Unlike a poorly designed product, there is no way to issue a simple recall on the failures associated with the incredible suburban sprawl of recent decades. The dust has, however, settled on on the sustainable design proposals submitted to the Reburbia competition, the winners have been announced, and a series of awe-inspiring ideas for reclaiming and remaking American suburbs have emerged – from finalists and runners-up alike.
Some projects focused on larger-scale suburban issues while others honed in on specific problems and areas of interest. The more bizarre and offbeat ideas include the incredible suburban airships of Tsolakis+Shamma as well as the fantastic (if insanely far-fetched) interstate highways-turned-farms conceived by designer Daniel Phillips .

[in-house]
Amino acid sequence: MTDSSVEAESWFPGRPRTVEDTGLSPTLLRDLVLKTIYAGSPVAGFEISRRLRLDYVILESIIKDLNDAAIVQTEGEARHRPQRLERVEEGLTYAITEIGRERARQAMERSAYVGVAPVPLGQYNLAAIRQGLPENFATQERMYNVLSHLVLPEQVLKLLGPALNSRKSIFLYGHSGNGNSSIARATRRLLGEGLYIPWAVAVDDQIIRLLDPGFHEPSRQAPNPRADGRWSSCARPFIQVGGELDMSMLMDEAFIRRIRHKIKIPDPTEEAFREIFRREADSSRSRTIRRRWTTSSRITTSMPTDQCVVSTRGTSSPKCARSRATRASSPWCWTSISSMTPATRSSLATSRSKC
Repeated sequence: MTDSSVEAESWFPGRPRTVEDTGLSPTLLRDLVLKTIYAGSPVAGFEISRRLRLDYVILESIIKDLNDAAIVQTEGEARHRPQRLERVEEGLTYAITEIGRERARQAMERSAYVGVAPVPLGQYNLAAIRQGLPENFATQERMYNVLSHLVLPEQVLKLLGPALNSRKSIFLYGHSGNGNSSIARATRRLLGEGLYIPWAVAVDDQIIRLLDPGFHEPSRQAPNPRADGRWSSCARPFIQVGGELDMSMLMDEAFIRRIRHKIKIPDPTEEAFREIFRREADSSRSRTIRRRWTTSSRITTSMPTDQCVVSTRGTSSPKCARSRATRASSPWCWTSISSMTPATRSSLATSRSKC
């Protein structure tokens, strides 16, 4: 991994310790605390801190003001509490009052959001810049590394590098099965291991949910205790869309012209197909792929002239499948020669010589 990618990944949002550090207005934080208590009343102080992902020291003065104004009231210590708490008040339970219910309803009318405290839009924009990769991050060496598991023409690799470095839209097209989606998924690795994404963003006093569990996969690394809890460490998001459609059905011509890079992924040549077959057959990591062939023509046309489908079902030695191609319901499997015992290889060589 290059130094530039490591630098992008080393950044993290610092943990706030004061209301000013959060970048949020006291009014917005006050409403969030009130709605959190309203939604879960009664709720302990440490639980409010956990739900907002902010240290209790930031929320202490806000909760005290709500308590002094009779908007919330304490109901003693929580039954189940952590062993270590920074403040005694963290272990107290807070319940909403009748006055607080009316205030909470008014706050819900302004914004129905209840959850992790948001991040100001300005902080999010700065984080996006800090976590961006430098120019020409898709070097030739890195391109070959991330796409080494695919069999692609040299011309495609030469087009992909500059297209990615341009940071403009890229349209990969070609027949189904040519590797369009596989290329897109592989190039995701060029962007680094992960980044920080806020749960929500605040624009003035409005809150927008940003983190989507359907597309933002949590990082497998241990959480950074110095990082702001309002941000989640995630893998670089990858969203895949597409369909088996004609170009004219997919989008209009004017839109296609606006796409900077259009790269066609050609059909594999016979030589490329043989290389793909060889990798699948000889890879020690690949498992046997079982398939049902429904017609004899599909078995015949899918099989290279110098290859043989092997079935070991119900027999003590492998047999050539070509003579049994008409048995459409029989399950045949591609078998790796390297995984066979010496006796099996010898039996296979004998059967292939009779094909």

Designers Forrest Fulton, Alan Berger and Miller | Hull Architects all took on the more narrow and practical but ever-present ‘big box store’ issue – what to do with large-scale retail designed to be accessed only by car and service a vehicle-centric culture. Their proposals were variations on a core theme of (re)using these as farms and bio-fuel generation stations.
Other more limited but compelling interventions (including the following two winning projects) that proposed using abandoned ‘McMansions’ as water filtration stations and to rezone essentially from scratch to turn suburban into more urban spaces.
Additional entries suggested highway-overpass wind-power turbines, street median-to-green-space conversions, giant modular housing towers and more. The question is not so much whether or not these ideas will play a role in the future of suburban (re)design, but which of them will be the ‘real-life’ winners.